For Diaspora Jews who find it difficult to authentically recite this phrase at the end of the seder, the opening words, “next year,” offer another entry point. The uttering of “next year in Jerusalem” is a way of expressing solidarity with Klal Yisrael, the entire Jewish community, past, present and future. “Next year” encapsulates that continuing flicker of hope that has sustained Jews for centuries past in the midst of despair. It also offers hope that the Israeli nation of today will find peace and that Jerusalem will remain a potential future haven for Diaspora Jews who still live under political and economic oppression.
But our phrase also offers a more majestic sense of hope. The words “next year” suggest a sense of being on the cusp but not yet having arrived, of possibility that is ripe and alive with implication. Rabbi David Hartman, in The Leader’s Guide to the Family Participation Haggadah: A Different Night, sees a “radical futurism” reflected in the phrase, with its intimation of messianic possibility. He sees both the miracles of creation and the exodus from Egypt as pointing to the potential for revolutionary change–that things don’t have to be the way they are, that oppressive regimes can change.
Every year, he writes, Jews drink four cups of wine and then pour a fifth for Elijah. “The cup is poured, but not yet drunk. Yet the cup of hope is poured every year. Passover is the night for reckless dreams; for visions about what a human being can be, what society can be, what people can be, what history may become.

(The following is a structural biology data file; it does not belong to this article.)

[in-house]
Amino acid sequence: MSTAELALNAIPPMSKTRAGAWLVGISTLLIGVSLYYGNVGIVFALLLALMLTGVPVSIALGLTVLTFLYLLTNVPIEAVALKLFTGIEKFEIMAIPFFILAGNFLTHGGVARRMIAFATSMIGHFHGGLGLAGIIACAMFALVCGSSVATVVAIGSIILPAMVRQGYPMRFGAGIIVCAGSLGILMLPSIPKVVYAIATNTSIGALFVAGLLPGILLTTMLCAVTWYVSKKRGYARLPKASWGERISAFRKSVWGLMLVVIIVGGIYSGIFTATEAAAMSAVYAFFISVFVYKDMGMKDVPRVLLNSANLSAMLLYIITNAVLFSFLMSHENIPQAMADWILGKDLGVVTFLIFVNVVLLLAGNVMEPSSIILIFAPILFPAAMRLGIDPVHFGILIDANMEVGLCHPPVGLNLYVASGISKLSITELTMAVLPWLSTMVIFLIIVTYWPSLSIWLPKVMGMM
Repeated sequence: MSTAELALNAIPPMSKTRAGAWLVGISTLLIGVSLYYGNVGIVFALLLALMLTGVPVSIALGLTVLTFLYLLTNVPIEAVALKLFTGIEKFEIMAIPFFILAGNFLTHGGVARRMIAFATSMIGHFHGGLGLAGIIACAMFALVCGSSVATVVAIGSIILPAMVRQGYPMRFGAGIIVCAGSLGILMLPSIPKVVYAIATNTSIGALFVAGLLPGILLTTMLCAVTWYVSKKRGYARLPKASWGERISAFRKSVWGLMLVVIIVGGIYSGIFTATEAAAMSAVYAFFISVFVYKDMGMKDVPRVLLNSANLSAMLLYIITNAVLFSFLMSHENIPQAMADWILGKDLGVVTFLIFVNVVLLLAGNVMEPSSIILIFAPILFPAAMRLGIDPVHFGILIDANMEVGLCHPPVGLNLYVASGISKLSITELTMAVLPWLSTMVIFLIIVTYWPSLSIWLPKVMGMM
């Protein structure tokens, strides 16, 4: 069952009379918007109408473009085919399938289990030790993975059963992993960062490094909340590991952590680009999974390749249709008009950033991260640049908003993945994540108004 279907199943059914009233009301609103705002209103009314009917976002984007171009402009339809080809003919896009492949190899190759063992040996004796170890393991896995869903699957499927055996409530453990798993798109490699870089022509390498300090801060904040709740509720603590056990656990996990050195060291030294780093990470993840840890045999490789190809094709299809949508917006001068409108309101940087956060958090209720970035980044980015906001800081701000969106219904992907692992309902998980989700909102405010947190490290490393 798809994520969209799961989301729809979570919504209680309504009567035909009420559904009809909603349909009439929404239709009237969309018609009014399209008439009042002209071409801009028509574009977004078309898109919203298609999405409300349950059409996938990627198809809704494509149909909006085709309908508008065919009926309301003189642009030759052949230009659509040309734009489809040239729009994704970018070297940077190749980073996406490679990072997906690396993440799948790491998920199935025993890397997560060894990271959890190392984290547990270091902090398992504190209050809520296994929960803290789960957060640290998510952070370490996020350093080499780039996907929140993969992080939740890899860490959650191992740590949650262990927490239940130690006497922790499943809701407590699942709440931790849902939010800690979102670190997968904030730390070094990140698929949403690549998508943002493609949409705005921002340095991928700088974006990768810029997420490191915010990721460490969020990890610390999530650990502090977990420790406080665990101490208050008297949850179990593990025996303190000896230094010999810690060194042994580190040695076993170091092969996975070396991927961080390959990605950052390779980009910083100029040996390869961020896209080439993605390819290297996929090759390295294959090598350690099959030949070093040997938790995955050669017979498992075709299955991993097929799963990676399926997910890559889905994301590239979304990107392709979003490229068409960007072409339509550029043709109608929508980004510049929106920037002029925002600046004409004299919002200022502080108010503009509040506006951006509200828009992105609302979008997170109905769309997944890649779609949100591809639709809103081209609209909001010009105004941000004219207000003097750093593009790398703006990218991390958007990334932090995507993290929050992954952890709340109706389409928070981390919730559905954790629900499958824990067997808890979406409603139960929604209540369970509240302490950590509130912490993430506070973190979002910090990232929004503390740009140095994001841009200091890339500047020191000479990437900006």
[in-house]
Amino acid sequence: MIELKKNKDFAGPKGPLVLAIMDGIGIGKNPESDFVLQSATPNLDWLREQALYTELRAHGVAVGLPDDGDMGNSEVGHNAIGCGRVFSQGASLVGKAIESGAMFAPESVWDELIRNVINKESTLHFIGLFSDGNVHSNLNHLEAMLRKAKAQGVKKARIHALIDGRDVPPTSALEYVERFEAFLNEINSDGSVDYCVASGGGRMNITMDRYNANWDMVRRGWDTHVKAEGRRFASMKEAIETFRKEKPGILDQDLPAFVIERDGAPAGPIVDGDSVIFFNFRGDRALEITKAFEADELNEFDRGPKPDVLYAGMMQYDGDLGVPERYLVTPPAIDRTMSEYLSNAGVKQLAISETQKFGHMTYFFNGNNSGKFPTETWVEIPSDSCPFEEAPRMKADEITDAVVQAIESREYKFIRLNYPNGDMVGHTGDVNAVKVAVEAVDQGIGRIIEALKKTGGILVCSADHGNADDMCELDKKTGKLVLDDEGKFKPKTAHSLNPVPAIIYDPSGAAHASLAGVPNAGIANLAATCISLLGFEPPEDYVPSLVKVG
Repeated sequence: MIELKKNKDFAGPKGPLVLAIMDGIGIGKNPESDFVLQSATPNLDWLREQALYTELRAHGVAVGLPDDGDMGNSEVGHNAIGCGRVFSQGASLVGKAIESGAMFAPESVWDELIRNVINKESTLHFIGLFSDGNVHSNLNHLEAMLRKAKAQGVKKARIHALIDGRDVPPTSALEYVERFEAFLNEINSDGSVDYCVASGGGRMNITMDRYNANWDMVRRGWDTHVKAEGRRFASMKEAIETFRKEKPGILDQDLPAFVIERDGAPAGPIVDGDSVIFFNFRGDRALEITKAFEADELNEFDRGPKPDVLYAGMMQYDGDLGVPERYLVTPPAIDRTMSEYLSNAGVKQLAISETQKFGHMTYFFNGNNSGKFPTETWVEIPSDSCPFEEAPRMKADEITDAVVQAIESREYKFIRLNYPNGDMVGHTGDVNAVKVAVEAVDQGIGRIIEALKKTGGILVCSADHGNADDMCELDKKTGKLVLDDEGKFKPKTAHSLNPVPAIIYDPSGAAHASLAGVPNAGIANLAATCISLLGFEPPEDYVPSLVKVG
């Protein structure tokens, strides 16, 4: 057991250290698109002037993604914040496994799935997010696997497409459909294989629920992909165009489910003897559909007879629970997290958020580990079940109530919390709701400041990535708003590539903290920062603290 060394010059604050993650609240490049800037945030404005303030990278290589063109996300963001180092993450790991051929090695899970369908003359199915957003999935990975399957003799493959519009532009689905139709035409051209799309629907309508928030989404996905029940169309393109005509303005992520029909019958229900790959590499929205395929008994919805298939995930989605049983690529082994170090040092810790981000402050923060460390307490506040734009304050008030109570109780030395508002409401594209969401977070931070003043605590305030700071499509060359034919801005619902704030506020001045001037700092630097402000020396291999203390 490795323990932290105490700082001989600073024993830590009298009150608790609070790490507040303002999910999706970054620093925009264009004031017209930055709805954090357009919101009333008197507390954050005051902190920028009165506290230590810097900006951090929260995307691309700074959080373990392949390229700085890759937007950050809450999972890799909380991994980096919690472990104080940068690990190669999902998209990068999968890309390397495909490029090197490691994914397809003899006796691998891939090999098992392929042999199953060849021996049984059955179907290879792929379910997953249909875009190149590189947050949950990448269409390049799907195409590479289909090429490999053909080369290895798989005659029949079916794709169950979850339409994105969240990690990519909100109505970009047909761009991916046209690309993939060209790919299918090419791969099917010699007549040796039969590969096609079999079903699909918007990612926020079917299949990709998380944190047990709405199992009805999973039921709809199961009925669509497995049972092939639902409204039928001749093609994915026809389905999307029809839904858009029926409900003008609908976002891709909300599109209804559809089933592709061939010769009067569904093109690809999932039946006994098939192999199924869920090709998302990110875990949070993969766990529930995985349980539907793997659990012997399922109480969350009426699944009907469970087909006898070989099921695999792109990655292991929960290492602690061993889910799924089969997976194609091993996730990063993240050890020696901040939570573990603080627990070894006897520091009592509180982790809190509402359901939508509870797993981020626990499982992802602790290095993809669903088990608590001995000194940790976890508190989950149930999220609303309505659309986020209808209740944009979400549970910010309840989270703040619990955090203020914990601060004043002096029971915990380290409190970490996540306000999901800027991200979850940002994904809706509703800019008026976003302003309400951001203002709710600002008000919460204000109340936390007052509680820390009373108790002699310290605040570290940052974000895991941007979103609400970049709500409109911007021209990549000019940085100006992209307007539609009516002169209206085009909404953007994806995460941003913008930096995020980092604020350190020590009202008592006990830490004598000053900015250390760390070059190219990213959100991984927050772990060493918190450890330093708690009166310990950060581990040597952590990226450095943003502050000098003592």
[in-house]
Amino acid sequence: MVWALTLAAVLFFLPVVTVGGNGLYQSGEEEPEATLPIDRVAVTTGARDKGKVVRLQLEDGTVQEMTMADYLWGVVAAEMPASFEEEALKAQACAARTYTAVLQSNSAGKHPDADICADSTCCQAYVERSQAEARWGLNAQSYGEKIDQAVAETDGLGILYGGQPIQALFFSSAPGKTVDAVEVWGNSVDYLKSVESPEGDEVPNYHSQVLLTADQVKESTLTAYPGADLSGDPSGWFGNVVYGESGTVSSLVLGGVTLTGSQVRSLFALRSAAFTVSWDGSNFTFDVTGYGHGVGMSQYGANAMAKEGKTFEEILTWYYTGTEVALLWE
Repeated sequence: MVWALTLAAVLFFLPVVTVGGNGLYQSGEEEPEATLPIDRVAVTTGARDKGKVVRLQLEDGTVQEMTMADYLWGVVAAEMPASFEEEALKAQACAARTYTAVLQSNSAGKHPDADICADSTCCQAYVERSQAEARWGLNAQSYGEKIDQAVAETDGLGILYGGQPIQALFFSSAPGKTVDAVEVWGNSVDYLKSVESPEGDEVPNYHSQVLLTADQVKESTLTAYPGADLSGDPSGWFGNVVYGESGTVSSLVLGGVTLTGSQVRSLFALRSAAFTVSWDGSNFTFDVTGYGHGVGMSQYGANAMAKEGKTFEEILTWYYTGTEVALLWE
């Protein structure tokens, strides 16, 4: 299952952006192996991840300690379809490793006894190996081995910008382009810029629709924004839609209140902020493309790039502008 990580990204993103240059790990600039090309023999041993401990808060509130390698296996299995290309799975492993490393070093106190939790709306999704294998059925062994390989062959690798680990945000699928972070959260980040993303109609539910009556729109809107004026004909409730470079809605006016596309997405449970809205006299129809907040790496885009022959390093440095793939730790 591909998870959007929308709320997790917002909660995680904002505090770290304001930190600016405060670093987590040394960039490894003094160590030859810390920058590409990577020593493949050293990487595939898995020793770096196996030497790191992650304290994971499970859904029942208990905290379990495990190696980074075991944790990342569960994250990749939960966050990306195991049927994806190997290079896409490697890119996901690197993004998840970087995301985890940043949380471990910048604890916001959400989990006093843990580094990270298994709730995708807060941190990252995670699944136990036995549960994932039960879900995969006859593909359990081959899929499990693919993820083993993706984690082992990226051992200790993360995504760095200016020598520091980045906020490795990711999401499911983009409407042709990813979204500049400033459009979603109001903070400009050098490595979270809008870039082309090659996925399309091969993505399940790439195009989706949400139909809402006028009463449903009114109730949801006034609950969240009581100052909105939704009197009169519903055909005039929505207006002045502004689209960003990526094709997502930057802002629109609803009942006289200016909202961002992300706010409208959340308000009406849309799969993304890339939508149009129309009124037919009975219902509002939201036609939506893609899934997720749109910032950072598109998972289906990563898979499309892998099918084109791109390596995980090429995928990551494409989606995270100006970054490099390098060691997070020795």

That is the significance of ‘Le-shanah ha-ba-a b’Yerushalayim‘ (Next year in Jerusalem).”
If you want the full Hebrew experience, when you raise a glass to toast with others you and they will repeate “LeChaim!” which means, “To/for Haim”/To Life!
Scroll down for Passover wishes
“Moses said to the Lord, “O Lord, I have never been eloquent, neither in the past nor since you have spoken to your servant. I am slow of speech and tongue.”
“The willingness to sacrifice is the prelude to freedom.”
“Remember this day, on which you went free from Egypt, the house of bondage, how Adonai freed you from it with a mighty hand.” » Exodus 13:3
“Thou shalt therefore sacrifice the passover unto the LORD thy God, of the flock and the herd, in the place which the LORD shall choose to place his name there.” » Deuteronomy 16:2
“Passover affirms the great truth that liberty is the inalienable right of every human being.” » Morris Joseph
“Passover has a message for the conscience and the heart of all mankind. For what does it commemorate? It commemorates the deliverance of a people from degrading slavery, from most foul and cruel tyranny. And so, it is Israel’s – nay, God’s protest against unrighteousness, whether individual or national.” » Morris Joseph
“And his disciples went forth, and came into the city, and found as he had said unto them: and they made ready the Passover.” » Jesus Christ – Bible